A: I don’t care. I really don’t. And a gay guy who identifies with pedophiles enough to make the charge… shame on him. Frankly, the person who would make such a charge would be someone entirely different who simply hated the religious implications of the book—sanitizing bigotry by counter-charging bigotry, you might say. These days, we are all charged with everything vile if we speak the least bit out of step with our utopian re-programmers. As a matter of fact, I believe that sex outside the context of marriage is wrong, for anyone; but that’s not really an issue that pertains to this book. And such people are certainly not those represented as condemned to Hell. All of us struggle with our impulses. Sometimes I struggle with anger, which is an impulse. I’m not going to say that anger is okay because I don’t want to admit that I have problems and make mistakes—we shouldn’t let ourselves off the hook that way. But I also doubt that I’ll burn in Hell because some politically-correct sanctimonious ass says that I have say “firefighter” instead of “fireman”… and then I go to my office and break a chair. Now, if my anger leads me to wire a pipe bomb to the car of the campus PC officer, then I’m straying into premeditation, and my objective is to cut short another human being’s opportunities to grow and learn. I am playing God. That’s pretty wicked.
Q: I’m starting to get the point. But speaking of PC… you do know, I’m sure, that the novel will also be blasted for celebrating gun violence.
A: Yes, and if it were a Hollywood movie, it would be celebrated AS gun violence—because the bad guys would be capitalist bankers and Hitleresque generals running off-budget black-ops programs. It all depends on who’s getting shot, if you’re part of the anti-gun crusade. I might well be on their hit list.
Q: I hope not. But I’m just saying… I mean, did it occur to you that having a kind of Clint Eastwood tenor to the plot would maybe rub some people the wrong way?
A: Again, in this PC climate, you’re always rubbing somebody the wrong way. I can’t allow myself to be hemmed in by that. But it’s interesting that you mention Clint. I was actually riveted by his spaghetti Westerns with Sergio Leone when I was a kid, I think because I was being surrounded by all the “love, peace, give me free sex and don’t make me work” hypocrisy of the late Sixties. There was no dignity in any of it—not a speck. It disgusted me. It was just a lie, a series of lies. Everybody hooking up and lighting up, but nobody caring about the consequences of his actions. Rampant selfishness in an incredibly flattering guise. And then came the Man with No Name in his serape and low-brimmed hat. There was a kind of insulation against feeling in him, and I needed that, because feelings were being manipulated all over the place. As students, we were manipulated by teachers who wanted to be our “gurus”. And as relatively conservative students, we—the one or two of us—were badgered and bullied by other students… you know, those other “peaceful” students.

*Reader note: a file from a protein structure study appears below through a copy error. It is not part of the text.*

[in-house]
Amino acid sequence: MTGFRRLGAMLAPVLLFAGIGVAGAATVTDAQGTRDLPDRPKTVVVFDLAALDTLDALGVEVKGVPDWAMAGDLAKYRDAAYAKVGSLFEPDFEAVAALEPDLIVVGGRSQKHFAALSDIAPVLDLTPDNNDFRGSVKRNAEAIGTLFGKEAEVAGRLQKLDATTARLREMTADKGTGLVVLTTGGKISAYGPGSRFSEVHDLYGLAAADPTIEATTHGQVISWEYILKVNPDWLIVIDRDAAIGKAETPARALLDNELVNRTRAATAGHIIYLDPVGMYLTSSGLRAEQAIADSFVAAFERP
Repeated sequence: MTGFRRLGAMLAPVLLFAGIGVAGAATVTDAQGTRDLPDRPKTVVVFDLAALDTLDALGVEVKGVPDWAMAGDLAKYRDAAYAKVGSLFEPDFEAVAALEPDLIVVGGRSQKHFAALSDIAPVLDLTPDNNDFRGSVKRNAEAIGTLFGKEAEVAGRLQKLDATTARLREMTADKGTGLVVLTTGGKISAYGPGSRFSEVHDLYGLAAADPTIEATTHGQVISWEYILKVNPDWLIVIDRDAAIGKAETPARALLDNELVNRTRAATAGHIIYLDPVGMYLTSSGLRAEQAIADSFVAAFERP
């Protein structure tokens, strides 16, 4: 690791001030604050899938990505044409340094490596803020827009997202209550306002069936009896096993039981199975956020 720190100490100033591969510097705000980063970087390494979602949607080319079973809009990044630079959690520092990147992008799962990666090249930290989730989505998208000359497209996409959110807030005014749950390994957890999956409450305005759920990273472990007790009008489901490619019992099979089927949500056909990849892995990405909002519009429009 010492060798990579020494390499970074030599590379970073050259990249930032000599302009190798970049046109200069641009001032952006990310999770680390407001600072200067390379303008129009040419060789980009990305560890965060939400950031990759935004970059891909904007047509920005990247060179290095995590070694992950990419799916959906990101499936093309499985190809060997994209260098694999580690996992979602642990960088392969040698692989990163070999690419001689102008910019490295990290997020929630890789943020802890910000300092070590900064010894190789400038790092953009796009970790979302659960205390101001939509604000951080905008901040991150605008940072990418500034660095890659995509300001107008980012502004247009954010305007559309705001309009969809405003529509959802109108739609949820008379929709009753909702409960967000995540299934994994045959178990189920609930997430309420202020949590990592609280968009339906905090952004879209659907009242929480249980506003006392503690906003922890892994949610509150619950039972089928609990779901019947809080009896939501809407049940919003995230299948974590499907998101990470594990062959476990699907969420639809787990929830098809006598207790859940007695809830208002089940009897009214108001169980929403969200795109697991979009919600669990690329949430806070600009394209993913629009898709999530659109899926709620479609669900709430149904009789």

Q: So is there a little of the spaghetti Western in your novel? Is that what you’re saying?
A: I’m sure that there’s a lot of the Eastwood bounty-hunter in El Moreno. Only years later, when I was in college, did I learn that so much about that character—his run-down appearance, his namelessness, his speechlessness—belonged as well to the Other World Traveler. Look at Gilgamesh, or the mysterious knight in so many Arthurian tales. My adolescence in the Sixties was itself a kind of passage through the Underworld, and the myth helped to give me some reference points to stay on course.
I like Westerns generally, but the ones before the Sixties were broadcasting a very upbeat myth that was overly optimistic, in my opinion. And then after the Sixties, when teachers and bosses everywhere were rounding up their minions to have sensitivity sessions, the Western died. No one could be bad any more, and no one could get hurt any more. As for the movies and TV shows before the Sixties, TV was always very wholesome back then. Nothing dark. It was heavily censored, you know. And only a few very early movies in the Fifties suggested a journey to the Underworld: mostly B-Westerns like A Man Alone and The Last of the Fast Guns. The public expected the genre to be optimistic!
Q: Wow! You’ve made quite a study of it!
A: As I said, I love Westerns. Always have. That should be pretty clear from the novel. But I’ll tell you one more thing. When Sergio Leone made Fistful of Dollars, he ripped off Akira Kurosawa’s Yojimbo and was later successfully sued for plagiarism in the far-eastern market. And Kurosawa, in turn, was tapping into the ancient mythic cycle to express the lonely nobility of the ronín, the samurai without a master to serve. That was a figure that spoke to a generation of Japanese who thought they had fought for a worthy cause, only to see too late that the Emperor and his entourage had shamelessly exploited them. And that’s where we are today, culturally: we’re being exploited again. Christians who have striven to lead principled lives find that their leaders have lied over and over to them, either for the egotistical satisfaction of always being superior to everyone else or, perhaps in the worst cases, for political or financial profit in getting society to lie down as it’s overrun. I think some of us now are demanding that the boundary lines be drawn again. We’re saying, “Wait a minute! Don’t tell us not to pass judgment when children are being enslaved and murdered. There’s a difference between judging behavior according to transcending principles of fairness and decency, for which we’re all merely a humble conduit, and judging someone according to your own little system that always puts you on top.” And I want to say to these self-styled spiritual leaders, “You are judging me when you say that I sinfully judge. My judgment is on behalf of the persecuted, while yours is only on behalf of yourselves and the lofty poses you strike. You whited sepulchers!”
Q: I really got you going there! And, of course, the Man in the Moon, to get back to the novel, is the kind of quietist cleric you’re talking about.